Skip to main content

Advanced Search

Advanced Search

Current Filters

Filter your query

Publication Types



Newsletter Article


IOM Urges Program to Identify Best Treatments

By Emily P. Walker, CQ Staff

January 24, 2008 -- Congress should direct the Department of Health and Human Services (HHS) to designate a program that determines which health care services work best, an Institute of Medicine (IOM) report released Thursday recommends.

Specifically, IOM recommends an entity—a public group or one that is public–private—"with the authority, expertise, and funding necessary to set priorities for evaluating clinical services, to conduct systematic reviews of the evidence available on these priorities, and to promote the development and use of standards-based clinical practice guidelines," according to a brief on the report.

Currently, hundreds of studies, recommendations, and guidelines exist that contain a dizzying amount of information on any given medical service, drug, device, or program.

The IOM report lays out a blueprint for a private or private–public group to reach a meaningful clinical conclusion on the effectiveness of any given health care product: such as hip-replacement surgery or a blood pressure medication.

According to one of the report authors, organizations that set clinical practice guidelines would be encouraged to adhere to the group's guideline standards, and use the group's vetted data for their recommendations.

Medical societies, patient groups, government agencies, and others already do aspects of what the IOM report says a new organization should be formed to do—synthesize existing clinical studies.

But, according to one of the report's authors, there is currently no standard for synthesizing studies and producing guidelines from the results.

"There needs to be one group that says these are the standards for systematic review," said Barbara McNeill, head of the department of health care policy at Harvard School of Medicine.

The report argues that a single entity that provides "credible, unbiased, and understandable syntheses" of all available studies "could help minimize the use of questionable services and target services to the patients most likely to benefit."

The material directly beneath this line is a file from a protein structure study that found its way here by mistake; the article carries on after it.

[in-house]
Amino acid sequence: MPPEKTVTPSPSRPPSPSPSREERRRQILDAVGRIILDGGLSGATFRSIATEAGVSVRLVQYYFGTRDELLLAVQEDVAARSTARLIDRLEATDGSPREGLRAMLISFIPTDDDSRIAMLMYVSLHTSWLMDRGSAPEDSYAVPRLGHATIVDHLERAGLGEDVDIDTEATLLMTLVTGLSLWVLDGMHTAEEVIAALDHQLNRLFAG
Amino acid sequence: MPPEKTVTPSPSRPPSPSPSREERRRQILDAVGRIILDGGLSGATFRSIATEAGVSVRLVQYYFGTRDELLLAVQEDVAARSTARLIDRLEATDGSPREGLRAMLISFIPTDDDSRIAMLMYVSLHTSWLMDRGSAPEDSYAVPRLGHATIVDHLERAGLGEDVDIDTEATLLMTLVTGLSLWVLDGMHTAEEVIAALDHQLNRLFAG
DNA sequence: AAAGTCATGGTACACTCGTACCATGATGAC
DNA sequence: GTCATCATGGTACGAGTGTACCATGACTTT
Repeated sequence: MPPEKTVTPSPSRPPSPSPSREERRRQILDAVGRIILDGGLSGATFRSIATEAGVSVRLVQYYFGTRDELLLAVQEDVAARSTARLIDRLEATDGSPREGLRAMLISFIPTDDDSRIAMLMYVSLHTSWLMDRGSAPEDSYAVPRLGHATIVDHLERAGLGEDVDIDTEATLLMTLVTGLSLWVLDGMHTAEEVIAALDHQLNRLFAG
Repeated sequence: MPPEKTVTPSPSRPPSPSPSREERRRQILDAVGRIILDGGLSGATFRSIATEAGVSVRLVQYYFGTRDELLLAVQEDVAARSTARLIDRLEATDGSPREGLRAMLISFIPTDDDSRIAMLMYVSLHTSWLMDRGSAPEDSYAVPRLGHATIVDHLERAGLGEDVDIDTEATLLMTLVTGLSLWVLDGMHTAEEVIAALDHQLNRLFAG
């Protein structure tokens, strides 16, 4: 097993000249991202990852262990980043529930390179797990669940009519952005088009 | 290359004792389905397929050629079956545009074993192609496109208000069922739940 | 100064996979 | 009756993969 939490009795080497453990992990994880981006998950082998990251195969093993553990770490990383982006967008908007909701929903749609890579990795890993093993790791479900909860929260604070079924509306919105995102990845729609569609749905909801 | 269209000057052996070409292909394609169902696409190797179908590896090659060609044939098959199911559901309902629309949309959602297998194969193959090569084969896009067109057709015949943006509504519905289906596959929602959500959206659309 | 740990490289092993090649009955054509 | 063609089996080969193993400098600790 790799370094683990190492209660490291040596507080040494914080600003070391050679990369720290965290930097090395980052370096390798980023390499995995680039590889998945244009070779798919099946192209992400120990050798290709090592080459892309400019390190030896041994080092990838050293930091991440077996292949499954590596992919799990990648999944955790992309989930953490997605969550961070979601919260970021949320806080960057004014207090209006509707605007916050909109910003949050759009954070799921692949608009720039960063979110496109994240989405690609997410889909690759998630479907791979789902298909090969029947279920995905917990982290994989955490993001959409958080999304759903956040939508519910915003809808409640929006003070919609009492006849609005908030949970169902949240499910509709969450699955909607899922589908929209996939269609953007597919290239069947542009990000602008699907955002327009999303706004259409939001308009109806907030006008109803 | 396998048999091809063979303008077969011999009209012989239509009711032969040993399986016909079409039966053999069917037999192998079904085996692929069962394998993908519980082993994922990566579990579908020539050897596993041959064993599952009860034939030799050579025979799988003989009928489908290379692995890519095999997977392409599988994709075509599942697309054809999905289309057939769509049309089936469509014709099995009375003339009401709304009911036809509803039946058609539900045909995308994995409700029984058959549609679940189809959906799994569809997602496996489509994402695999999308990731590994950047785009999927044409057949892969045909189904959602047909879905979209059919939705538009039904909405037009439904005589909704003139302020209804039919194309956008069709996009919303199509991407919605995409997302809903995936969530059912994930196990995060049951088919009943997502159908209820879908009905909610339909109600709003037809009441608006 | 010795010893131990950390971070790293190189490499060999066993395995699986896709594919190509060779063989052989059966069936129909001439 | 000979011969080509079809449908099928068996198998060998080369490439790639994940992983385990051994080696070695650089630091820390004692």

Health plans also could use information provided by the group to learn how policyholders might benefit from newly available health services, the report said.

The group's findings—which would perhaps be viewable on a Web site—also could serve as a resource for medical professionals who do not have time to read dozens of studies and reviews, or who do not want to make their clinical decisions based on manufacturer-sponsored recommendations.

The group also would be responsible for setting priorities for about what clinical services need to be evaluated through systematic reviews of clinical effectiveness.

To cut down on potential bias, the IOM recommends that HHS appoint a board that represents "diverse public and private sector expertise and interests" to oversee the program.

Grace-Marie Turner, president of the Galen Institute, a free-market health care reform think-tank, said she worries that such a group might either oversimplify conclusions, or not be able to keep up with study results that change because of the availability of new data.

However, she said does see value in ensuring that the public has results from all reputable studies on a particular issue.

Karen Ignagni, president and CEO of America's Health Insurance Plans, issued a statement on the report that said, "With new treatments and technologies introduced each day, providers need a dependable and trusted source of information that provides useful guidance on treatment options available. A national entity to compare the effectiveness of new technologies will help the nation evaluate what works, what doesn't and how best to allocate resources.

Publication Details